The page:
A falling away from the true religion that Christ preached, from the ordinances he performed, and from the church he organized was foretold in the Bible. Confirming this loss of truth are many of historyâ??s great Christian reformers. Many of them sought to conform with the Holy Scriptures; some looked for the restoration â??of all thingsâ? that Peter had prophesied. The Latter-day Saints not only recognize that this falling away did occur, but also announce that God has made himself known to mortal men in these modern times and has restored his church in detail as it was anciently. . . .Christianity Has Ceased to Exist- I have sought nothing beyond reforming the Church in conformity with the Holy Scriptures. . . .I simply say that Christianity has ceased to exist among those who should have preserved it. . . .MARTIN LUTHER. . .The Gospel of Jesus Christ Restored Through a Modern Prophetâ??Joseph Smith (The Falling Away And Restoration Foretold pamphlet, pp.1, 4, 5, 14, 15)

It is not Biblically correct to use those terms "complete" "total" in light of "some will fall away". Paul said the following was according to the Holy Spirit:

But the Spirit explicitly says that in later times some will fall away from the faith, paying attention to deceitful spirits and doctrines of demons by means of the hypocrisy of liars seared in their own conscience as with a branding iron, . . .In pointing out these things to the brethren, you will be a good servant of Christ Jesus, constantly nourished on the words of the faith and of the sound doctrine which you have been following. (1 Timothy 4:1 2, 6)

â??Mormonsâ? end up putting more weight on Mormon so-called â??Scriptureâ? than they do the Bible:

Third, how important is the Book of Mormon? Joseph Smith called it â??the keystone of our religion.â? (History of the Church, 4:461.) â??Take away the Book of Mormon and the revelations,â? he said, â??and where is our religion? We have none.â? (History of the Church, 2:52.). . .(The Ensign, President Ezra Taft Benson, Nov. 1984, p.6)

Elder Bruce R. McConkie stated, â??Men can get nearer to the Lord, can have more of the spirit of conversion and conformity in their hearts, can have stronger testimonies, and can gain a better understanding of the doctrines of salvation through the Book of Mormon than they can through Bible. . . .There will be more people saved in the kingdom of Godâ??ten thousand times overâ??because of the Book of Mormon than there will be because of the Bible.â? (Address at Book of Mormon Symposium, Brigham Young University, 18 Aug., 1978.) (The Ensign, Pres. Benson, Nov. 1984, p. 7)

There is a spiritual power in the Book of Mormon that is unique to all other scriptures, . . .(The Ensign, Pres. Benson, Sept. 1987, p.78)

A written statement in Josephâ??s own handwriting:

At about the age of twelve years my mind became Seriously imprest with regard to the all important concerns for the wellfare [sic] of my immortal soul which led me to Searching the Scriptures believing as I was taught, that they contained the word of God. . .thus from the age twelve years to fifteen I pondered many things. . .and by Searching the Scriptures I found that. . .there was no society or denomination that built upon the gospel of Jesus Christ as recorded in the new testament. . . (An Analysis of the Accounts Relating Joseph Smithâ??s Early Visions, by Paul R. Cheesman, Masterâ??s thesis, Brigham Young University, 1965, pp.127-28)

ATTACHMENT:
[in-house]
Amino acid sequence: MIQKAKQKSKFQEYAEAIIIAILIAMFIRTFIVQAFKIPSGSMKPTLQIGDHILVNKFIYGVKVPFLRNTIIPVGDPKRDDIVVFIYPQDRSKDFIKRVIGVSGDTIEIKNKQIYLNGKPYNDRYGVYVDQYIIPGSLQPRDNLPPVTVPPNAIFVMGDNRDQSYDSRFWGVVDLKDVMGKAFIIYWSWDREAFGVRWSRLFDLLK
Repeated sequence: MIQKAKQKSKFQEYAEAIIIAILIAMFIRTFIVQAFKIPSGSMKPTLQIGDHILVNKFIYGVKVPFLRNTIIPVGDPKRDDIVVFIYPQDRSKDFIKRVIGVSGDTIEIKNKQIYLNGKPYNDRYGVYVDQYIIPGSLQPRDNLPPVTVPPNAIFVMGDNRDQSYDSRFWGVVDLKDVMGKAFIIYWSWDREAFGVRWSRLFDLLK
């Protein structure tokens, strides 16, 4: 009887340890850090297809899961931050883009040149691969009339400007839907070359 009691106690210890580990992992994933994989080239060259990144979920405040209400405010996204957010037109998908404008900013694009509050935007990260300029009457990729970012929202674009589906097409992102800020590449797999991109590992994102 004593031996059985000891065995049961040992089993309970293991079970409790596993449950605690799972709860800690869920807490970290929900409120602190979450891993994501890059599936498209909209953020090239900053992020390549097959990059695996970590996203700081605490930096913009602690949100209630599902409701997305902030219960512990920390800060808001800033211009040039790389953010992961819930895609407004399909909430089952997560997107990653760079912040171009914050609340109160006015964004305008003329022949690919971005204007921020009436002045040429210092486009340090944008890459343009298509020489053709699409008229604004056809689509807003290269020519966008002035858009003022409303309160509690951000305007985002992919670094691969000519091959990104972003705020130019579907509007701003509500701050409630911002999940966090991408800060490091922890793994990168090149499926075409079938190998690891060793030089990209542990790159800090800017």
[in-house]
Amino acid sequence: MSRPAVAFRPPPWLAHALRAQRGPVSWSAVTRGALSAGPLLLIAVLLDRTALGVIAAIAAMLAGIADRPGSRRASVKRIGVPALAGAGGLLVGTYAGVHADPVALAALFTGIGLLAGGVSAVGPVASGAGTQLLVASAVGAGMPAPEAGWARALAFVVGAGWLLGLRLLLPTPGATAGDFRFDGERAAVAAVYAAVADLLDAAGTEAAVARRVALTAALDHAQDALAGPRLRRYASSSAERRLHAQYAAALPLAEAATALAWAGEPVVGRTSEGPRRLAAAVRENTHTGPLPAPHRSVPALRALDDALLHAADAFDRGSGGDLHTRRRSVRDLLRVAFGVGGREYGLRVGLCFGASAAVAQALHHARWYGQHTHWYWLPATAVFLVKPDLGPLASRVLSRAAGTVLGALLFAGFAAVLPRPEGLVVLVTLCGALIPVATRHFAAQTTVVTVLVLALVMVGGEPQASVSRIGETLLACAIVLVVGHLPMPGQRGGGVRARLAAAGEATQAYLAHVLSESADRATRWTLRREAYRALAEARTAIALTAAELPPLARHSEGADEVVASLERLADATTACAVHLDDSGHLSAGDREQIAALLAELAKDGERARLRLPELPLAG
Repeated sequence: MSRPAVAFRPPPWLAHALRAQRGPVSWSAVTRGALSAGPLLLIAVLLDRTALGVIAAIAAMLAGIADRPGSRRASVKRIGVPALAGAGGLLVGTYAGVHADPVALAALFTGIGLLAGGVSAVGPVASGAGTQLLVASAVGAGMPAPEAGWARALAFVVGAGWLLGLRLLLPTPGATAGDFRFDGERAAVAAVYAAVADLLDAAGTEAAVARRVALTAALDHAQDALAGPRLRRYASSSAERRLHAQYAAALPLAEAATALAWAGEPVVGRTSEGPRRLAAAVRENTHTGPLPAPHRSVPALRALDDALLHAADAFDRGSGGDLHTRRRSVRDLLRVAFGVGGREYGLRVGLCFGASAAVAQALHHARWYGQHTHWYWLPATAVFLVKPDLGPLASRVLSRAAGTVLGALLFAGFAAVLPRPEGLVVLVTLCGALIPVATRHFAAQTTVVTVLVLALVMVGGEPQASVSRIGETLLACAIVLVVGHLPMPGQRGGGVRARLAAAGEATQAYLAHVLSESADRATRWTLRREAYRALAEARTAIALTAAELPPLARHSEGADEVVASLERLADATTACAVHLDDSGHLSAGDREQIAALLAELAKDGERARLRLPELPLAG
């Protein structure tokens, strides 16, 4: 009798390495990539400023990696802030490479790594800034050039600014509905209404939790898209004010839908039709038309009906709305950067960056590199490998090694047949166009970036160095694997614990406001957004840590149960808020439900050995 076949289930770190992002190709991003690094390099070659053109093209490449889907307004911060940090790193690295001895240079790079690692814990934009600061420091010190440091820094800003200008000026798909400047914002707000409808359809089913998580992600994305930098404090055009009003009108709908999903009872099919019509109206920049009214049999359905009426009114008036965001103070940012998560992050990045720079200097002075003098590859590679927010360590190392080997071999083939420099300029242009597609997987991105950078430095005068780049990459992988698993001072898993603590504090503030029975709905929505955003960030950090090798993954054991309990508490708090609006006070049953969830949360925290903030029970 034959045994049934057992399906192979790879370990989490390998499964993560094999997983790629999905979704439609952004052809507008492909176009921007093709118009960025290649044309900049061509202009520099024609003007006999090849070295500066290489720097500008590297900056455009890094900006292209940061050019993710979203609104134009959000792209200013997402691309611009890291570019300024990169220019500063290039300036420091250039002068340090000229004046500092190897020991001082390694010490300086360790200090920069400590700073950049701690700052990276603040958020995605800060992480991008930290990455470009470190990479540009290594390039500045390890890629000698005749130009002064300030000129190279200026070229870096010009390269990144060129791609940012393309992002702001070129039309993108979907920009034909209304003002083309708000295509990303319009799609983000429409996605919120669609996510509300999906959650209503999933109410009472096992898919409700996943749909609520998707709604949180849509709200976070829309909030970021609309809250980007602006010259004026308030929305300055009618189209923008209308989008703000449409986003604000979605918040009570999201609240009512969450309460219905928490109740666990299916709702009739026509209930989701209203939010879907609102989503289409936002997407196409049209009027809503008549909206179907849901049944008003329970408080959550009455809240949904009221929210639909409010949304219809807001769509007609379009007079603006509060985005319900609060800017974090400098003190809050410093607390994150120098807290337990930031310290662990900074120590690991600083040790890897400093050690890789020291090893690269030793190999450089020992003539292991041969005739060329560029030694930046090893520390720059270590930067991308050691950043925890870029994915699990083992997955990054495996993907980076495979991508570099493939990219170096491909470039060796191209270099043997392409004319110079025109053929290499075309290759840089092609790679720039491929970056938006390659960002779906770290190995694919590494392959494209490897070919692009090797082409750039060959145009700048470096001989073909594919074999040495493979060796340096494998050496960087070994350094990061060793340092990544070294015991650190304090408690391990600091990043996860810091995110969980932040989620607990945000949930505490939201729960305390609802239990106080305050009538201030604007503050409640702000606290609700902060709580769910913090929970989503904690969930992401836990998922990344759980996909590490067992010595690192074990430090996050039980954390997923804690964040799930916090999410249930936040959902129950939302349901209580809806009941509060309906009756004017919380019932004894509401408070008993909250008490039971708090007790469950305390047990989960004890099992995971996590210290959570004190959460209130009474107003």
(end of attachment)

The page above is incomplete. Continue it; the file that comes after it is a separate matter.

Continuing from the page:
The Bible for me is the standard or rule that all doctrines are to be tested by. Your own leaders agree:

We appeal to the Bible to prove. . .truths received through the restoration. . .are in accord with its teachings. (A Marvelous Work and a Wonder, Elder LeGrand Richards, p.1)

The doctrines of false teachers will not stand the test when tried by the accepted standards of measurement, the scriptures. (Doctrines of Salvation, Joseph Fielding Smith, p.188)

The New Testament contains. . .teachings. . .of. . .Man of Galilee. This book, therefore, will be our standard of judgment or the norm by which we measure the Gospel truths of all the dispensations. (The Gospel Through the Ages, Elder Milton R. Hunter, p.91)

The Bible became/was the standard way before Islam and the split between the east/west. Also the more modern groups that claim to being the only â??true religionâ? came on the scene in dispute with others of the same or similar claim.

The apostles (some others not apostles) were the ones who wrote what is now acclaimed by all to be the â??Word of Godâ?. What the Bible teaches takes priority over anyone else. This is what should be believed. Long before the New Testament was compiled the letters and the gospels were being read by the different groups who were sent the letters and who had access to them.